The fibers should be formed of light-transparent material which absorbs as little light as possible. Good quality glass or clear plastic or the like may readily be used, but it is preferred that good quality, high refractive index glass be provided as the optimum material from which the instant fibers are fabricated.

The length of the individual fiber depends upon the degree of transmission required and the absorption coeilicient of the particular material to be used in combination with the requirement that screens formed of such fibers have adequate strength for their particular function. For the usual, substantially fiat-faced cathode ray tube screen, the fibers should be approximately 1/2 inch long, although for some specific embodiments hereof bers from 1/4 inch up to 6 inches or more in length may also be used. For some specific end items, as for example those embodiments of my invention illustrated in FIG- URES 14 and 15, extremely long length fibers are employed.

It should also be mentioned that for some purposes the fibers and fiber units which form the instant screens are of substantially equal length across the area of the entire screen face, whereas for others, as for example in the image dissectors discussed below, the lengths may vary inter sese as determined by the fabricator thereof. Along similar lines, in many instances it is preferable to energize a curved phosphor surface (as illustrated in FIGURE 9) instead of a flat surface. Then, assuming that the exit ends of the fibers are to be directed onto a flat photographic plate and that the best results are obtained by having all such exit ends lying in the same plane, it follows that the fibers from such curved phosphor will not be of equal length.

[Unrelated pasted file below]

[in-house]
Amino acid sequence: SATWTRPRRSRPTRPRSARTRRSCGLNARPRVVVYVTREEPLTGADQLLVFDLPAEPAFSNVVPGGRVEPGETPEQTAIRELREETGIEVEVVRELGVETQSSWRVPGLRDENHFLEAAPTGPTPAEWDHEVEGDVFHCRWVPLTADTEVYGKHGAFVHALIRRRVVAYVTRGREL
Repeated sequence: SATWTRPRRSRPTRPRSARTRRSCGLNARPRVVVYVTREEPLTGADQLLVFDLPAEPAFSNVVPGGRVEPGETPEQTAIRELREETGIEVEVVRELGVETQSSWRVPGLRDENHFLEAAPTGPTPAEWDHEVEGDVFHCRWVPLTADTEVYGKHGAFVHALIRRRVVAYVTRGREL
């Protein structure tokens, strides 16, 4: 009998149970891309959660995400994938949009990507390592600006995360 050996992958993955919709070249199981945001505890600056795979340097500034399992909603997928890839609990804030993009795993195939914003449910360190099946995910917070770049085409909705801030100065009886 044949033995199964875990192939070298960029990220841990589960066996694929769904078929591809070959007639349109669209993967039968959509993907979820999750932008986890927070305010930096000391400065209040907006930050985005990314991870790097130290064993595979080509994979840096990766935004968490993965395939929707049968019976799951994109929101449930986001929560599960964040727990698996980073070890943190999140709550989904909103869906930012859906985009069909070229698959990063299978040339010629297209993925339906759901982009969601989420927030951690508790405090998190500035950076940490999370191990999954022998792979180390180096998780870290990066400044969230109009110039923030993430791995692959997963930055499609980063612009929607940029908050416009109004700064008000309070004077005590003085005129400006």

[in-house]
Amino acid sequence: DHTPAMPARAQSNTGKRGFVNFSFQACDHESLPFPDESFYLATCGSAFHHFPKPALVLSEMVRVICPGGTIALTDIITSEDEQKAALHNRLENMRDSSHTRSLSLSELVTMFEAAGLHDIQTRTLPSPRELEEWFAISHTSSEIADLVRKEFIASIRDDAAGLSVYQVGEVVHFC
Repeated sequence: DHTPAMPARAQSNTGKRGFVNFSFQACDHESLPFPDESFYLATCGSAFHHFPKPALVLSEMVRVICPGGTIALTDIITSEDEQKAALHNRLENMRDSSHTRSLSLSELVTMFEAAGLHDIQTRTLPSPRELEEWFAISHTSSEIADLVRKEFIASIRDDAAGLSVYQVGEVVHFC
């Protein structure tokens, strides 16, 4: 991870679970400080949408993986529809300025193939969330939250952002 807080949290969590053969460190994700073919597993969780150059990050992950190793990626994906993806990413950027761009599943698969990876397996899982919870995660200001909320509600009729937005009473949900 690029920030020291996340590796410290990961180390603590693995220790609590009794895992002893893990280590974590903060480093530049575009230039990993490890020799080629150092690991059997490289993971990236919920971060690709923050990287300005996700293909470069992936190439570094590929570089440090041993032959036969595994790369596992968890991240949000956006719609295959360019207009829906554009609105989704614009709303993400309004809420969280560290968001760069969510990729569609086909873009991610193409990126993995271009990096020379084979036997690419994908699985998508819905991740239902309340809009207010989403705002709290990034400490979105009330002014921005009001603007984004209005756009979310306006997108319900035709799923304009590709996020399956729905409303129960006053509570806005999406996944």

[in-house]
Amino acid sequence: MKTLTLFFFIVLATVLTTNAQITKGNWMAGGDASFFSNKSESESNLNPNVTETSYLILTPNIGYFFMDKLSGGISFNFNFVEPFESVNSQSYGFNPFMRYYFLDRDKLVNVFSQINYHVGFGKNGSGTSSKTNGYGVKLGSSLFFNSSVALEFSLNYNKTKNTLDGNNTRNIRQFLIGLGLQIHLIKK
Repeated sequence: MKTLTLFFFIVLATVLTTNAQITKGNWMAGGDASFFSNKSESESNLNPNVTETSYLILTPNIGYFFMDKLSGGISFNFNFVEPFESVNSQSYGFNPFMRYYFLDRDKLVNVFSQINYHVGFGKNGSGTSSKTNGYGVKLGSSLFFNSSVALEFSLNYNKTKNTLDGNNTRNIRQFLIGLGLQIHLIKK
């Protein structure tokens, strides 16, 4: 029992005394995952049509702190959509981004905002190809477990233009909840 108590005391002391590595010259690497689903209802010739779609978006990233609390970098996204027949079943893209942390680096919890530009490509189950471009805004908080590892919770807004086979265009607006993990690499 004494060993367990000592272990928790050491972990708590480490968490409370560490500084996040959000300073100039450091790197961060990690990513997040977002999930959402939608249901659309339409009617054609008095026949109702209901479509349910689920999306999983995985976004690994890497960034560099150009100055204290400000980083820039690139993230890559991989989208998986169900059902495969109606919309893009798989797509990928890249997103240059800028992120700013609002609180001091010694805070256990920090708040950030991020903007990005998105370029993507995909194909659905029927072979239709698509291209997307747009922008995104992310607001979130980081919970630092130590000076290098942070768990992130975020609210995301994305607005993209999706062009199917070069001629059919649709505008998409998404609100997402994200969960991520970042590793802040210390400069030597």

The intermediate low refractive index material 32 positioned between the fiber and the phosphor should likewise preferably be circular in section, again depending upon the mode of manufacture of the Screen, and as thin as possible. For example, I have found that when this dise is between one and two microns in total thickness that extremely good results are obtained. Such disc, or layer in some instances, is formed of clear glass, plastic, or other transparent material, provided of course that it has a lower refractive index than the refractive index of the material forming the liber. In the preferred embodiments hereof, such intermediate material also has a lower refractive index than that of the transparent coating around the liber.

The low refractive index coating should also be as thin as possible, in the order of 0.5 to 1.0 micron preferably. The thickness of such coating is somewhat dependent upon the diameter of the fiber core in that it is detrimental to the successful operation of the instant screens if such coating material form considerable light-opaque or light-diffusion areas. This is essentially a problem of the comparable areas of the fiber core and such coating, as is illustrated in the following table: